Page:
Last Thursday sees The Pitch in its sixth year
Dartmouth community members had the opportunity to showcase their business savvy and creativity last Thursday. Now in its sixth year, The Pitch, an entrepreneurship competition, was held on Feb. 21 in Filene Auditorium, attracting around 100 audience members. Twelve teams each delivered two-minute presentations to a panel of judges, which was comprised of two representatives each from the DALI Lab and the Magnuson Center for Entrepreneurship. Any Dartmouth-affiliated individual — undergraduates, graduate students, faculty and staff — is eligible to participate in The Pitch.
After each team presented, the judges asked one question and selected one question from audience members, who were able to electronically submit questions during the presentation. Following the presentations, audience members used paper ballots to vote on the Best Pitch. The judges then tallied the ballots to determine the winner of the Best Pitch Prize, as well as deliberated on the winners of the Startup Prize and the Build Prize.
The Best Pitch Prize winner receives a $1,000 grant. The Startup Prize provides a $1,000 grant and mentorship from the Magnuson Center, and the Build Prize provides the team $8,000 in funding fordevelopment and design assistance from DALI for one term.
“The spirit of The Pitch is less about, ‘Is it a good business idea?’ and more about, ‘Is it unique, is it innovative, does it solve a real problem?’” said DALI faculty director and co-founder Lorie Loeb.
Chloe Baker ’21 and Maggie Deppe-Walker ’21 won the Startup Prize for SanStraw, a reusable straw that is fully sealable but can be unrolled for washing and drying. The goal of SanStraw is to solve the problem of reusable straws being hard to clean and dry, according to Baker and Deppe-Walker’s pitch.
“I’m really excited,” Baker said. “With the award, I think that we are going to be looking at making a final prototype so we can move Sanstraw towards the final manufacturing stage.”
Taggart Bonham ’20 and Eitan Darwish ’21 won the Build Prize for “Relm,” an app that aims to redesign the Center for Professional Development’s online platform. During their pitch, Bonham and Darwish explained how the CPD’s current website is difficult to navigate. Relm will improve the website’s user interface and functionality through features such as reminders of when to send a follow-up email to recruiters. The app will also use data-driven software and artificial intelligence to help users decide, for example, what words in an email’s subject-line are most likely to interest an employer.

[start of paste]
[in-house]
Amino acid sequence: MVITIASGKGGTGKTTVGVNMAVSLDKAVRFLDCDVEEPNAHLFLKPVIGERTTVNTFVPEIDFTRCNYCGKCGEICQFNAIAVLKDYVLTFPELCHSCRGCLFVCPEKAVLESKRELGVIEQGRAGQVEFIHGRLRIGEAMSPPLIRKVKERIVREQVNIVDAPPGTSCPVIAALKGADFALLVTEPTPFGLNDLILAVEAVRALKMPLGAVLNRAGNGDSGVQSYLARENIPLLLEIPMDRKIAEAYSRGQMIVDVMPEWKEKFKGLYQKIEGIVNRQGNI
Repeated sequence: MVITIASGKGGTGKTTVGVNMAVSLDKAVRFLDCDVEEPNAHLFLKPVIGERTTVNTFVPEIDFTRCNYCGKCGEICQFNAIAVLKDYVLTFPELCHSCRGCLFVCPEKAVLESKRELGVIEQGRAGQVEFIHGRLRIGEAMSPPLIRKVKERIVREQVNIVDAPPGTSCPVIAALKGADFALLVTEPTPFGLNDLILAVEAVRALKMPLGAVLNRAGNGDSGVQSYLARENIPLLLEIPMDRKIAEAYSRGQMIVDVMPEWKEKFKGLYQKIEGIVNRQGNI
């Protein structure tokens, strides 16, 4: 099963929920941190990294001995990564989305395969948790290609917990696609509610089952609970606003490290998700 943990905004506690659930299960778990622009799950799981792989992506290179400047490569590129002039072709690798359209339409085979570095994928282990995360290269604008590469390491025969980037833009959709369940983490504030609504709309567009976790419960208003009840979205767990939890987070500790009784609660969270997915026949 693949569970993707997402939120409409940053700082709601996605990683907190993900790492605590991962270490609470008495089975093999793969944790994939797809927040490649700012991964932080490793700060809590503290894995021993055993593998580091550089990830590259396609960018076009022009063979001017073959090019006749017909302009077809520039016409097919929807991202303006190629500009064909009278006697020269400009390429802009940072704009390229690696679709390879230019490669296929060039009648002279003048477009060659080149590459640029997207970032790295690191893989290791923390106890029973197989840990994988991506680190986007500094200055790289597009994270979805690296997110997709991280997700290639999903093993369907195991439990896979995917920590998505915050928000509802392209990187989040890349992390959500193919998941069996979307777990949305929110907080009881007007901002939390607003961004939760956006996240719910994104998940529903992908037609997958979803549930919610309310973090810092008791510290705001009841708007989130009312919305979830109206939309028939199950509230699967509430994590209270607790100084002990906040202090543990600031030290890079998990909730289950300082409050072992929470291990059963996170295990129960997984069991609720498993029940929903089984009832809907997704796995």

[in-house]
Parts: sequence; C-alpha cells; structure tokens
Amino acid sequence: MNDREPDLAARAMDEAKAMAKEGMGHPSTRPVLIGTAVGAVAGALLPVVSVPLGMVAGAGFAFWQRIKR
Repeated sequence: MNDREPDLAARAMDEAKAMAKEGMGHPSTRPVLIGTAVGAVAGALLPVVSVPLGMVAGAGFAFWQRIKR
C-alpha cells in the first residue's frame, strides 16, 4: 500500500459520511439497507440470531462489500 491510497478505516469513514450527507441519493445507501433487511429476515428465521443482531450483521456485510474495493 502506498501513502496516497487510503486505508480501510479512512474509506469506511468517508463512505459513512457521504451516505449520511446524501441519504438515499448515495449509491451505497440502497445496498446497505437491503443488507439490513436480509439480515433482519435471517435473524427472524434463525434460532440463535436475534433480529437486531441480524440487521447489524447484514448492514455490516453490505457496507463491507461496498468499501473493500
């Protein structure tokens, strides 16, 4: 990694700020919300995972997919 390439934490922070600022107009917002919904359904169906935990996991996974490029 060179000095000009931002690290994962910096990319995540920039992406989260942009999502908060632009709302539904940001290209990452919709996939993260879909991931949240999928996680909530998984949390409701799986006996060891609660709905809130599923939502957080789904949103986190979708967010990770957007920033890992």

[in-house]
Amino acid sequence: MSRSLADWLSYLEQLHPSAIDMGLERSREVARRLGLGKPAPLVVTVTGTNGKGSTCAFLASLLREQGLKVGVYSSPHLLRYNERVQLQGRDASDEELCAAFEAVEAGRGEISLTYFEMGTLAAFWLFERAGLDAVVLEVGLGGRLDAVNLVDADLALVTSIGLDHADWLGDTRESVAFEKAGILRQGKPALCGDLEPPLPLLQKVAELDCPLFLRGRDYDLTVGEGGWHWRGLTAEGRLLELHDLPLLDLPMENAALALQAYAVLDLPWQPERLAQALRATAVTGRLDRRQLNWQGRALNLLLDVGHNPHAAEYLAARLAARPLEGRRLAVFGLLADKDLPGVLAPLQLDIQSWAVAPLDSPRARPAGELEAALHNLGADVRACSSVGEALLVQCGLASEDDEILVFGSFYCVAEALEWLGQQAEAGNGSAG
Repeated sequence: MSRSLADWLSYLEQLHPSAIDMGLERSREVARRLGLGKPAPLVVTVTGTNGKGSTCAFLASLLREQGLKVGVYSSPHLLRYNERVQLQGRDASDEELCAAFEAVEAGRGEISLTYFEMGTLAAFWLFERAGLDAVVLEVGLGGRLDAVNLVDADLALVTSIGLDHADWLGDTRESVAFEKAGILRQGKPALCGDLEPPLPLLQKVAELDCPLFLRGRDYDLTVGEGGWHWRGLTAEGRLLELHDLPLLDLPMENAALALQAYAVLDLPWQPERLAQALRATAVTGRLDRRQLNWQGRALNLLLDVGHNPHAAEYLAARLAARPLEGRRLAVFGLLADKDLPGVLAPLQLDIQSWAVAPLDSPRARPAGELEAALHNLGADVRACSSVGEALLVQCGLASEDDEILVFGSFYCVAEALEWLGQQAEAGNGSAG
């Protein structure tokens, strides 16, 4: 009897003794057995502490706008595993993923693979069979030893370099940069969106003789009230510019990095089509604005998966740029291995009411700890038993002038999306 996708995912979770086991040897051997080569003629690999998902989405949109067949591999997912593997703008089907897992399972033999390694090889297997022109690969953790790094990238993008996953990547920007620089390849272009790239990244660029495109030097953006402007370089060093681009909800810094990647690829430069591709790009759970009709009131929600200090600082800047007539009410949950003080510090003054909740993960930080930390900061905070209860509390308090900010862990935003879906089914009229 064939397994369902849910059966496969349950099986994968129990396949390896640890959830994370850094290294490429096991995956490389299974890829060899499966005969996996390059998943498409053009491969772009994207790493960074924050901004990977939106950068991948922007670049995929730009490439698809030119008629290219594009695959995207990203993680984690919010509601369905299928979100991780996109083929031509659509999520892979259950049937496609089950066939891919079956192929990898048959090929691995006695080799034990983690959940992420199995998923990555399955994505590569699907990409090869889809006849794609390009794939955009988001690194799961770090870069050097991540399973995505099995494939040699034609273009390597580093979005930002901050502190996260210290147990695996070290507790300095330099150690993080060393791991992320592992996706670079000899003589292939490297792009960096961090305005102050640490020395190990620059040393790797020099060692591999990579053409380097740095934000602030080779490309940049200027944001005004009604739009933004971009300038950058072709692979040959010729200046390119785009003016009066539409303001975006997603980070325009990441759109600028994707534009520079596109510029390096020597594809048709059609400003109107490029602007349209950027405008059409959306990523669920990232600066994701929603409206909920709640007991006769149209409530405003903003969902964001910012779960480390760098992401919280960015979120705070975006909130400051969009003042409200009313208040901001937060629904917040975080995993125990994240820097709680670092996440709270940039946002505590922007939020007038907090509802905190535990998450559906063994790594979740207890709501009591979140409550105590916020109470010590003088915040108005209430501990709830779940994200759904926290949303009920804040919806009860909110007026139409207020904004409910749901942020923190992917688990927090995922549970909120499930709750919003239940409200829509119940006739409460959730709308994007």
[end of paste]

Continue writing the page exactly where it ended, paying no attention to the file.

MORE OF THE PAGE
Finally, Anders Bando-Hess ’19, Chris Bertasi ’19, Isaac Gluck ‘19, Emma Kennelly ’19 and Robert Livaudais ’19 won the Best Pitch Prize for Tassel, an online platform that will allow professors to refer their best students to recruiters. The team explained in their pitch that “professors know great students [and] now recruiters will too.”
In their pitch, the team added that “tech recruiting is a pain,” in part because “recruiting platforms put quantity [of submitted applications] over quality.” Recruiters who find students on “Tassel” can be sure that each student on the website is of guaranteed quality.
“We really came here as a step in our growth towards actually building a product,” Gluck said. “We have already built the platform and are really hoping to use this funding to continue growing and expanding and hopefully go somewhere.”
All three teams will have the opportunity to meet with Annie Ren, the Magnuson Center, program manager for startup support. Ren said that she works with startups at all different stages of the journey, from people with just an initial idea to those with a final product that needs to be marketed.
“We assess their needs and then work from there,” Ren said.
According to DALI developer and The Pitch student coordinator Adam Rinehouse ’19, the 12 teams that got to pitch their ideas were selected from a larger group of applicants. The initial application to participate in the event included a description of the project and how the team would use each prize if they received it.
Based on the teams’ answers, the four judges and The Pitch coordinators from DALI and the Magnuson Center decided which teams would get the opportunity to present.
“Sometimes you get similar ideas, but with the particular 12 that we took, there’s a pretty good amount of diversity within the ideas,” Rinehouse said. “It’s really cool to see all the different ideas that people on campus have.”
According to Loeb, the Pitch began in 2014 to help “jump start innovation, creativity and entrepreneurship.”
The first Pitch event included 32 teams in which there were three winners who received help from DALI to build their projects. Over the years, the Magnuson Center became a co-sponsor and a selection process was instated to narrow down the candidate pool.
“It’s been fun watching how every year the pitches get a little bit better,” DALI director and co-founder Tim Tregubov said. “People are thinking more outside the box, coming up with pretty cool stuff.”
Since 2014, The Pitch has become more interactive and engaging for attendees, with components such as soliciting questions from the audience.
“We’re very career-focused at Dartmouth,” Tregubov said. “Hopefully The Pitch brings some fun and innovation to the campus and shows people that being your own boss could be an option.”